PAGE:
Share your experiences of the COVID-19 pandemic f... - LUPUS UK

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Share your experiences of the COVID-19 pandemic for online UK-based research study

Chanpreet_Walia profile image
Chanpreet_WaliaAdministrator

Researchers conducting a COVID-19 UK-based online research survey are looking for people with rheumatological diseases to report their experiences with COVID-19 by completing the Covid-Rheumatology (CORE) report. The survey collects anonymous data and takes about 5 to 10 minutes to complete.

The information provided will help clinicians determine the risk the infection poses to patients with rheumatological conditions. Also, it will assist in determining whether medications used to treat these conditions influence COVID-19 infection outcomes, and the influence of the infection on the rheumatological diseases themselves.

Learn more and take part at lupusuk.org.uk/covid19-study/

Thank you.

12 Replies

Hello Chanpreet

I have shared with my group and completed.

Always happy to take part in these surveys.

Best wishes

Wendy

Chanpreet_Walia profile image
Chanpreet_WaliaAdministrator in reply to Wendy39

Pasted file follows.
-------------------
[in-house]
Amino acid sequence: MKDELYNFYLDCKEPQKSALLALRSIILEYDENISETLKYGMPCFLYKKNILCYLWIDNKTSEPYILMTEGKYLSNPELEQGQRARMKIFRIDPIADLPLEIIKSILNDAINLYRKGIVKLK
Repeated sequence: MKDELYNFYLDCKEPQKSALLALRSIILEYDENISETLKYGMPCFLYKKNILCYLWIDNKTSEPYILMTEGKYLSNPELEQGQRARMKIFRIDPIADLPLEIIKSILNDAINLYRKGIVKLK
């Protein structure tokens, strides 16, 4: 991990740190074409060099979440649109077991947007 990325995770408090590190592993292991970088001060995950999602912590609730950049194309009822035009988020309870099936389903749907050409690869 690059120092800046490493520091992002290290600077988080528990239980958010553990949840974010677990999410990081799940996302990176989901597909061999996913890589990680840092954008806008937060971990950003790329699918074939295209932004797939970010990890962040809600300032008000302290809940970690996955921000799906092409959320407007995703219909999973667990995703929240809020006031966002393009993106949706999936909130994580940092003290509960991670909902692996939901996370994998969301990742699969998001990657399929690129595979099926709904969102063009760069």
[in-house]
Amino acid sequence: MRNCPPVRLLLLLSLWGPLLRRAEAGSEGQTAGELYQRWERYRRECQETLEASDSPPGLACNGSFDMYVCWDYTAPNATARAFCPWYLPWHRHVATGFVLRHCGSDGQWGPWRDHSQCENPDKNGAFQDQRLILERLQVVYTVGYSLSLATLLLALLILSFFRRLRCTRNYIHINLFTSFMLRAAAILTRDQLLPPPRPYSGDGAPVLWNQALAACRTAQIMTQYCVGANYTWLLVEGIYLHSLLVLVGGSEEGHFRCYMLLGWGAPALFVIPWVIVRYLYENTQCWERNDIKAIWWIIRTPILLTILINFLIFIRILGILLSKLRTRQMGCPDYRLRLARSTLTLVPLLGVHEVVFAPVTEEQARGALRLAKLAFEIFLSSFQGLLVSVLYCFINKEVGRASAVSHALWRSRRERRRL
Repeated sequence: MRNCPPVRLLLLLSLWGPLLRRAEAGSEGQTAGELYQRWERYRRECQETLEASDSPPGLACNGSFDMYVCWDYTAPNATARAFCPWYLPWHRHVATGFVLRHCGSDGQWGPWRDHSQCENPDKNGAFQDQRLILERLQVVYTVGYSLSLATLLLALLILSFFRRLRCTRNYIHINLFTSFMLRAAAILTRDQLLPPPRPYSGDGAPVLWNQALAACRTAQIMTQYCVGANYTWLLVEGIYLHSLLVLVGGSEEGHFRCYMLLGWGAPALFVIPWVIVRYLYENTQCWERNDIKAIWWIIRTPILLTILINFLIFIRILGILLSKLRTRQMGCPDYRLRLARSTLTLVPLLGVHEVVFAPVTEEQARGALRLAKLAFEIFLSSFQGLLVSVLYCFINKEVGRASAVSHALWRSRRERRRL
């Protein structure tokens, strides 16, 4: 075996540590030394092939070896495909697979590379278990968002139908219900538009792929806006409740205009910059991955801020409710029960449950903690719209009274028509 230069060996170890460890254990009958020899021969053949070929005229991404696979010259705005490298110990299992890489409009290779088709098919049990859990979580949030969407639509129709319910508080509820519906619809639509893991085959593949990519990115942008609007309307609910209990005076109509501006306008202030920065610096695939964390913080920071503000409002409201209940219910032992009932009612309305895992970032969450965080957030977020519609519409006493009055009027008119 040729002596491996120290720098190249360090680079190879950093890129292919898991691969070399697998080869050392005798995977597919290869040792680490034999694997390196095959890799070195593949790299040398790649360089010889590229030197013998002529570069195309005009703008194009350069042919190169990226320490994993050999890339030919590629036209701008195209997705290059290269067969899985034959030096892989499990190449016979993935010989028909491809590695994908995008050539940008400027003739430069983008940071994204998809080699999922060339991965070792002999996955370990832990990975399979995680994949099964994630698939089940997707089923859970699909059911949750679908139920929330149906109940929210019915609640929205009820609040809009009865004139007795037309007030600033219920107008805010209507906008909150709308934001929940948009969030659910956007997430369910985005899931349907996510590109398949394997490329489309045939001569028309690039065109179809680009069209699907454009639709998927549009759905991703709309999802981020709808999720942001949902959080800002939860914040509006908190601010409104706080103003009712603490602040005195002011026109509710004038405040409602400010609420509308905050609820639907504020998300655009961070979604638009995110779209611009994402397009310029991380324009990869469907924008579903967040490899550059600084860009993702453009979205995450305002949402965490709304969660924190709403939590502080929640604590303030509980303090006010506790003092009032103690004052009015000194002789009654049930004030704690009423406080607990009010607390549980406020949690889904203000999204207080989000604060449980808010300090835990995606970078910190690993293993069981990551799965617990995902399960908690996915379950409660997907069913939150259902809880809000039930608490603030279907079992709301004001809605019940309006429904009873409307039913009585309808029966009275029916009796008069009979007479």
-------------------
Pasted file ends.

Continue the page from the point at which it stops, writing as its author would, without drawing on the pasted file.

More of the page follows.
Thank you for sharing and taking part Wendy 😊

Ditto that Wendy, I’ve completed it too.

Wendy39 profile image
Wendy39 in reply to Horsewhisper

HelloHow are you?

Wendy

Horsewhisper profile image
Horsewhisper in reply to Wendy39

Ok at the moment Wendy, thanks for asking. I started Tocilizumab 3 weeks ago to dampen down the GCA activity and it seems to have started working - and having small benefits on overall AI symptoms - headache subsiding, fatigue abating and a slight increase in feeling a bit “better”. Or is it because I’ve just managed to stop completely over Christmas?! I dunno! Anyway, hope you are ok and the kids alright back at home schooling? How’s your lovely doggie? 🐶🐾xx

Wendy39 profile image
Wendy39 in reply to Horsewhisper

I'm so pleased to hear that. Let's hope the slightly better feeling continues. I am always fascinated by the fact that other AI and Rheumatological illness have all these biologics on offer, that I've for the best part, never heard of before. It's amazing. I only know one lady who's had rituximab for her lupus but I know many lupus patients who would hit the criteria and benefit from them, but they are seriously restricted here, (not sure if money or just lack of understanding of lupus). They are used here for psoriatic arthritis, rheumatoid arthritis, etc etc. Just not lupus. I guess they are bound to help any AI cross over, which everyone seems to have. Will you continue to feel an improvement? How often are they done?

Christmas was certainly a lot less hectic this year for us and felt relaxed. So although missing some people and family traditions, we all took things easier, which was definitely a plus.

Coco is growing fast. She is adorable. We've just rescued her from the field next door and had to bath her. Only her 2nd ever bath and they aren't growing on her! She generally very well behaved. We don't have any regrets. She is the best thing we did in 2020 for sure. The children all love her to bits. She has company 24/7 at the moment and I am worried how she'll cope when they go back to school eventually.